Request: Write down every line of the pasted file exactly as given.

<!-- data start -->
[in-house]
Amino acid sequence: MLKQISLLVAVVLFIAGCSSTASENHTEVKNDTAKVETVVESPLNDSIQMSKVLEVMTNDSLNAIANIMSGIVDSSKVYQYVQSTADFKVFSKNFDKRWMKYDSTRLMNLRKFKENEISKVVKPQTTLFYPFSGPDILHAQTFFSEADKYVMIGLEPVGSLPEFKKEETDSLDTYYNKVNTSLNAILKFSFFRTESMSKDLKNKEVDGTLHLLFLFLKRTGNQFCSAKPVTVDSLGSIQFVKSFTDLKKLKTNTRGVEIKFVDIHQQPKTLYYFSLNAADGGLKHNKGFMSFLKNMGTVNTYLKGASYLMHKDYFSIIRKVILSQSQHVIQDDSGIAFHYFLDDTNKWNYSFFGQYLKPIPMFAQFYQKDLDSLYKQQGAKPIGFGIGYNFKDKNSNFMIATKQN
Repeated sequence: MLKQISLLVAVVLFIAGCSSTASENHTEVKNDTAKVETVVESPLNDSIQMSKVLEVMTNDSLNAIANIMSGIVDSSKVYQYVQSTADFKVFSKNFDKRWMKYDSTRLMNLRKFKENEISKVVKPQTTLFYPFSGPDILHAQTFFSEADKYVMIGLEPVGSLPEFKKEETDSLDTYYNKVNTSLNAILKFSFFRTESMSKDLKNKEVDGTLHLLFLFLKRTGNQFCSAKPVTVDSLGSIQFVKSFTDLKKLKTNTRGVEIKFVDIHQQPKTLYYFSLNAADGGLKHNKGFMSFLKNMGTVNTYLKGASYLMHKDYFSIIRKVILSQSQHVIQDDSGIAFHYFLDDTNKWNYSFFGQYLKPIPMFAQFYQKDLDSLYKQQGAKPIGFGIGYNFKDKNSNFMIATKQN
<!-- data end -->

[in-house]
Amino acid sequence: MLKQISLLVAVVLFIAGCSSTASENHTEVKNDTAKVETVVESPLNDSIQMSKVLEVMTNDSLNAIANIMSGIVDSSKVYQYVQSTADFKVFSKNFDKRWMKYDSTRLMNLRKFKENEISKVVKPQTTLFYPFSGPDILHAQTFFSEADKYVMIGLEPVGSLPEFKKEETDSLDTYYNKVNTSLNAILKFSFFRTESMSKDLKNKEVDGTLHLLFLFLKRTGNQFCSAKPVTVDSLGSIQFVKSFTDLKKLKTNTRGVEIKFVDIHQQPKTLYYFSLNAADGGLKHNKGFMSFLKNMGTVNTYLKGASYLMHKDYFSIIRKVILSQSQHVIQDDSGIAFHYFLDDTNKWNYSFFGQYLKPIPMFAQFYQKDLDSLYKQQGAKPIGFGIGYNFKDKNSNFMIATKQN
Repeated sequence: MLKQISLLVAVVLFIAGCSSTASENHTEVKNDTAKVETVVESPLNDSIQMSKVLEVMTNDSLNAIANIMSGIVDSSKVYQYVQSTADFKVFSKNFDKRWMKYDSTRLMNLRKFKENEISKVVKPQTTLFYPFSGPDILHAQTFFSEADKYVMIGLEPVGSLPEFKKEETDSLDTYYNKVNTSLNAILKFSFFRTESMSKDLKNKEVDGTLHLLFLFLKRTGNQFCSAKPVTVDSLGSIQFVKSFTDLKKLKTNTRGVEIKFVDIHQQPKTLYYFSLNAADGGLKHNKGFMSFLKNMGTVNTYLKGASYLMHKDYFSIIRKVILSQSQHVIQDDSGIAFHYFLDDTNKWNYSFFGQYLKPIPMFAQFYQKDLDSLYKQQGAKPIGFGIGYNFKDKNSNFMIATKQN